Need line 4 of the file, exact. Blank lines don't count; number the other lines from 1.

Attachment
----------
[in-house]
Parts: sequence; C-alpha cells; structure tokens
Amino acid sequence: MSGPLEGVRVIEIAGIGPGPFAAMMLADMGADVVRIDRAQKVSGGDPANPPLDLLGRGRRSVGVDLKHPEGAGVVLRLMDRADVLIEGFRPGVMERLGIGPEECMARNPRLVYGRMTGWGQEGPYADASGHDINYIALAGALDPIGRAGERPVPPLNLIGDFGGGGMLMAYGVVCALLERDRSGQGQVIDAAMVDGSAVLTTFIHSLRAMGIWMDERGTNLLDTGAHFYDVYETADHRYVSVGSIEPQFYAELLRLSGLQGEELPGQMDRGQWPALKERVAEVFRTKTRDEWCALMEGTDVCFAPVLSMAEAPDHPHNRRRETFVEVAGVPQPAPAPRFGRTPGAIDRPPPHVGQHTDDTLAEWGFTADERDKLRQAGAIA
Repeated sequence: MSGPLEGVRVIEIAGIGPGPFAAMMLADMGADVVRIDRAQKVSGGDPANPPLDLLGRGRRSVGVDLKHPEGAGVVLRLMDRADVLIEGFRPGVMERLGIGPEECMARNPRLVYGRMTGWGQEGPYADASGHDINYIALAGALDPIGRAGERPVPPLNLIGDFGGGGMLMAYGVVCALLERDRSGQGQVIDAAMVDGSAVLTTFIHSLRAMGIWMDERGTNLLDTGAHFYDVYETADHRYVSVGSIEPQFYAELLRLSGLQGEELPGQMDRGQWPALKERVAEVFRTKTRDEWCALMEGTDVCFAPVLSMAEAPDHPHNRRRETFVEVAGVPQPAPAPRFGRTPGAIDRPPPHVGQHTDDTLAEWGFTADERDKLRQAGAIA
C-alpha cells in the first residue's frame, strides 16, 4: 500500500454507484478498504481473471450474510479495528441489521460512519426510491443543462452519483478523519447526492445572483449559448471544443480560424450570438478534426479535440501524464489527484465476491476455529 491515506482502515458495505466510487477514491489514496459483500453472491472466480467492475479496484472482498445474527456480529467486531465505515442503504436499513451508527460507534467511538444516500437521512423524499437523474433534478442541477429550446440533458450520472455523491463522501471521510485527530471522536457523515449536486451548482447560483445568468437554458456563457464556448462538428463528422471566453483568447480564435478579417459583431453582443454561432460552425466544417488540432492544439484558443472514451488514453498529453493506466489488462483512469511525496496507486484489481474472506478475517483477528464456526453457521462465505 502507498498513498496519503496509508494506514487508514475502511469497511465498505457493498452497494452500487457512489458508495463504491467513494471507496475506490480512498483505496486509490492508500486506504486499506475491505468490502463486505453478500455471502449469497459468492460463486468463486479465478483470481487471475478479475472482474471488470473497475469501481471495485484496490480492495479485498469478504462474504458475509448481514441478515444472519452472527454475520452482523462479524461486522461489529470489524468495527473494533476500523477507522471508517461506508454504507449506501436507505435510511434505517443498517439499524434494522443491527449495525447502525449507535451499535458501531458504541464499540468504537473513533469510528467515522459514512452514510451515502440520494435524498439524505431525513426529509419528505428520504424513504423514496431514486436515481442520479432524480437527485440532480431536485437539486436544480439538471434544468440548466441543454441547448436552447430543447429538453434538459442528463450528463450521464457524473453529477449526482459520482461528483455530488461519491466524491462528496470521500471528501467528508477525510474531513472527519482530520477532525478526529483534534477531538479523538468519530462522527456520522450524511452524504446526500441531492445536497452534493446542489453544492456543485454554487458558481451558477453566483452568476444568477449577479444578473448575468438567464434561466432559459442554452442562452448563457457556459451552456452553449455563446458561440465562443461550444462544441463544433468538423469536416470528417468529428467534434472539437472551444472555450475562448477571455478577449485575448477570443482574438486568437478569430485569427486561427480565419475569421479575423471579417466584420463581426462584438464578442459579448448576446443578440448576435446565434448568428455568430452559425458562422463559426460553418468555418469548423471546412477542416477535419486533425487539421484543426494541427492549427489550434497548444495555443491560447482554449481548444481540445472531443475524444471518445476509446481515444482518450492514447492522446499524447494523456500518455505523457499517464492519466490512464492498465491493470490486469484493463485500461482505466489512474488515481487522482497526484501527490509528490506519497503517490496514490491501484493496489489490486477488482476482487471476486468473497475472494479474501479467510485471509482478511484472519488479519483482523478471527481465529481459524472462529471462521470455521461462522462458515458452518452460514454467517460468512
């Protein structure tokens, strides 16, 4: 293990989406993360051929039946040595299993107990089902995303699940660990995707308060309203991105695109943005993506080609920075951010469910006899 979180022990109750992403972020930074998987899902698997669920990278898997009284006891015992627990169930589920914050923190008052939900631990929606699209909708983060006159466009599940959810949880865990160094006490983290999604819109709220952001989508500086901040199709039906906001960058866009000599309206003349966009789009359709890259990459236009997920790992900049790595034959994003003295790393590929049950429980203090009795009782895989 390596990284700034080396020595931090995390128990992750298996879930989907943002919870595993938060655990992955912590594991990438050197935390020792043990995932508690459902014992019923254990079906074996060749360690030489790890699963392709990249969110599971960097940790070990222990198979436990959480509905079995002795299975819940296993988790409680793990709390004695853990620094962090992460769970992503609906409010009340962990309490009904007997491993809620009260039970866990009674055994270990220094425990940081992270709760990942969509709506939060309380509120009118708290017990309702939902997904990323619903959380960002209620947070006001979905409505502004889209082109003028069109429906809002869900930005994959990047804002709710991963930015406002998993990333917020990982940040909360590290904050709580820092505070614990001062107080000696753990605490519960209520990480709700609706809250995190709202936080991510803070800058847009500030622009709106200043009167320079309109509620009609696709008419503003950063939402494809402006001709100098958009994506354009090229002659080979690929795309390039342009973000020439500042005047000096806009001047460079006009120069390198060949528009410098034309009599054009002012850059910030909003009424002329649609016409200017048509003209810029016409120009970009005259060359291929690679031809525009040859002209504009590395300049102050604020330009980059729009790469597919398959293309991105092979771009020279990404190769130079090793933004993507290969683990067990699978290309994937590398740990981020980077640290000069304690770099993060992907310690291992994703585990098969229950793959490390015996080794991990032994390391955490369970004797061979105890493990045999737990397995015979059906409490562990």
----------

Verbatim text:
Repeated sequence: MSGPLEGVRVIEIAGIGPGPFAAMMLADMGADVVRIDRAQKVSGGDPANPPLDLLGRGRRSVGVDLKHPEGAGVVLRLMDRADVLIEGFRPGVMERLGIGPEECMARNPRLVYGRMTGWGQEGPYADASGHDINYIALAGALDPIGRAGERPVPPLNLIGDFGGGGMLMAYGVVCALLERDRSGQGQVIDAAMVDGSAVLTTFIHSLRAMGIWMDERGTNLLDTGAHFYDVYETADHRYVSVGSIEPQFYAELLRLSGLQGEELPGQMDRGQWPALKERVAEVFRTKTRDEWCALMEGTDVCFAPVLSMAEAPDHPHNRRRETFVEVAGVPQPAPAPRFGRTPGAIDRPPPHVGQHTDDTLAEWGFTADERDKLRQAGAIA